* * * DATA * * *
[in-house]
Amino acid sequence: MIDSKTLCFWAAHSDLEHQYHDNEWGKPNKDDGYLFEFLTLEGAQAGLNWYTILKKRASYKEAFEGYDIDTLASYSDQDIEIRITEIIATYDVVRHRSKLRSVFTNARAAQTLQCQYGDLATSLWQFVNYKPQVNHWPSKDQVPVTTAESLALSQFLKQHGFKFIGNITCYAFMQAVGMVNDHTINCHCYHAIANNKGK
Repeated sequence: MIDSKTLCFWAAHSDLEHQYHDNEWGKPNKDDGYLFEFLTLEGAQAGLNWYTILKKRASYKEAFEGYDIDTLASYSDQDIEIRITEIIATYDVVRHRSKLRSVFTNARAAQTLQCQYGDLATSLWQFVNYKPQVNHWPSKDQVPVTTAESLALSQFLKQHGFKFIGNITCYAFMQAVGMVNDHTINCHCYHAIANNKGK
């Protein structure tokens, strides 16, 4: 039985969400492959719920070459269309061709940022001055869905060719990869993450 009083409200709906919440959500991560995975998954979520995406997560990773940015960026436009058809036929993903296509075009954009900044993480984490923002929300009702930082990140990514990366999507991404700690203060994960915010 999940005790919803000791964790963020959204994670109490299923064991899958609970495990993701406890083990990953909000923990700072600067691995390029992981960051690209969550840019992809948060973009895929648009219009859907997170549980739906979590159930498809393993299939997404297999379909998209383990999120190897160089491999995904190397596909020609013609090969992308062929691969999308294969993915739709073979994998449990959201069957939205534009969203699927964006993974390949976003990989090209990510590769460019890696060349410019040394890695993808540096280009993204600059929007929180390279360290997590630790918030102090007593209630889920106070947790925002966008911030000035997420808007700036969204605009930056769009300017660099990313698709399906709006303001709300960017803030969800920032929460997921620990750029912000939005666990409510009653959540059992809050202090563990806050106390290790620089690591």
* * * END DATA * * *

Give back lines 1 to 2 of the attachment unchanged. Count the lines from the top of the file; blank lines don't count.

[in-house]
Amino acid sequence: MIDSKTLCFWAAHSDLEHQYHDNEWGKPNKDDGYLFEFLTLEGAQAGLNWYTILKKRASYKEAFEGYDIDTLASYSDQDIEIRITEIIATYDVVRHRSKLRSVFTNARAAQTLQCQYGDLATSLWQFVNYKPQVNHWPSKDQVPVTTAESLALSQFLKQHGFKFIGNITCYAFMQAVGMVNDHTINCHCYHAIANNKGK